twoblondes1pdf-1-page

See 12 year old girl: normal.  Mom or Dad just above that.  26 year old woman you’re already at the age where kids start to look at you and think “Stranger Danger” even if you think you’re hip enough to see a Disney kids movie.  Next to that is a gay dude.  Cause at first you think “What are those two guys doing seeing Hannah Montana: The Movie” and then you go “Ohhhh, it’s a date.  Oh yeah I can see how there’s some serious kitch factor to Miley Cyrus”.  Above that is a straight dude.  If you are a straight male seeing this movie alone (even if it’s cause you lost a bet) you are going to look like a major creeper.  And if you are seeing this movie alone you probably are.  And wayyyy above that is Billy Ray Cyrus in this movie (but more on that in a minute).

Here’s the gist of Hannah Montana: The Movie:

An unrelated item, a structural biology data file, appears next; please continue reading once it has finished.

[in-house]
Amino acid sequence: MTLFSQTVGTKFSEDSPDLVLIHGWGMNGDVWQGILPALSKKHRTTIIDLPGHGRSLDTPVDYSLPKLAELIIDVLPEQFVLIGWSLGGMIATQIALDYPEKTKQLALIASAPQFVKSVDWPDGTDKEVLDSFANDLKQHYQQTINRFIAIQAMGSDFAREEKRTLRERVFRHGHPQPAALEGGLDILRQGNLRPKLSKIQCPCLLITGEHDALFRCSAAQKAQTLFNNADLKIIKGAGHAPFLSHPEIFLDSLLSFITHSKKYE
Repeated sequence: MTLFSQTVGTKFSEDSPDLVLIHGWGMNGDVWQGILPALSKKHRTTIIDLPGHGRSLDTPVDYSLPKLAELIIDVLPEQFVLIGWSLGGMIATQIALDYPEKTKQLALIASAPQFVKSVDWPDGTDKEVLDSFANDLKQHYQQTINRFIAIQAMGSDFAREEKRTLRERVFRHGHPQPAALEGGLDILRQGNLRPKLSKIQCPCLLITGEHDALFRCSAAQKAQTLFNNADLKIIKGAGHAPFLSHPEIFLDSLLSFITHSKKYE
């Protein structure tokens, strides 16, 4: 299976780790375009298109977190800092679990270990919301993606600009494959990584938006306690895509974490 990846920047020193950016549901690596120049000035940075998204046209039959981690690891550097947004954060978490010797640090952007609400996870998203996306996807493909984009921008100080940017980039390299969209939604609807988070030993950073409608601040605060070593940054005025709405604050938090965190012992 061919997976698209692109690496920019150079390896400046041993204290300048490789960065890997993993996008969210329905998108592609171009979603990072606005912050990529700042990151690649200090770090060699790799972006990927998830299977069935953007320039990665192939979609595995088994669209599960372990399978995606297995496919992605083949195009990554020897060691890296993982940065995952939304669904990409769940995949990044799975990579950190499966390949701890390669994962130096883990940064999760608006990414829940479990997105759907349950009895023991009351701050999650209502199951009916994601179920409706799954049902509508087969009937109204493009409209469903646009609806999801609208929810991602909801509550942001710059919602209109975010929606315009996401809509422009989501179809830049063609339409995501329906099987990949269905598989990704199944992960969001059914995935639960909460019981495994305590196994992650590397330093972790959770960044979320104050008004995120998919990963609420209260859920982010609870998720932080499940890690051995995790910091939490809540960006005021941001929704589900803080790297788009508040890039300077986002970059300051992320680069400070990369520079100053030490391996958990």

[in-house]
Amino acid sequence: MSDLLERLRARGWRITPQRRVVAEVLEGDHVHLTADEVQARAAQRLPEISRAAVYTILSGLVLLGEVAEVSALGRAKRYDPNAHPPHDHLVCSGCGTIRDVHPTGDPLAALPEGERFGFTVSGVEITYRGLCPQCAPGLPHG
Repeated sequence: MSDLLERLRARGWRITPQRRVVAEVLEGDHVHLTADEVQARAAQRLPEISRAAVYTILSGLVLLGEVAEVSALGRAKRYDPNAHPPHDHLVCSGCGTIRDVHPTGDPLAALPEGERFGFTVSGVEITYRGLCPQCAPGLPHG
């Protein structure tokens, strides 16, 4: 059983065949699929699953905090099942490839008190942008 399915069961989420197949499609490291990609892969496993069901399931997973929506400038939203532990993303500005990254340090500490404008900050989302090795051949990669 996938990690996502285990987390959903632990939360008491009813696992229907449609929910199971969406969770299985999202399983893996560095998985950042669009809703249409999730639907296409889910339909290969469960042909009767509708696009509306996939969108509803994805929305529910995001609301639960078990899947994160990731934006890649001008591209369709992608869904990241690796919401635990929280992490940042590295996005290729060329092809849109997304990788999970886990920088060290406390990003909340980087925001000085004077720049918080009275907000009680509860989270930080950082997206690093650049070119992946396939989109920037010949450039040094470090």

Miley Stewart played by by Miley Cyrus is just your average teenage girl trying to live out every tween’s dream: the life and career of one of the world’s biggest pop stars and the life of an average high schooler.  But how can Miley have the “best of both worlds”?  Leave it to daddy Robby Ray (played by real life dad Billy Ray) to figure that out.  Slap on a blonde wig and some chintzy big earrings and faster than you can say “clarkkentissuperman” you’ve got yourself a secret identity.  Somewhere along the way Miley has gotten way to attached to the fame and perks of being Hannah.  So her dad decides to wrangle her back to her hometown of Crowley, Tennessee to visit her Grandma and get back to her roots.  Along the way Miley will fall in love, try to avoid a British tabloid reporter out to get the scoop on Hannah’s big secret, save a town with her music, and have many, many, many prat falls.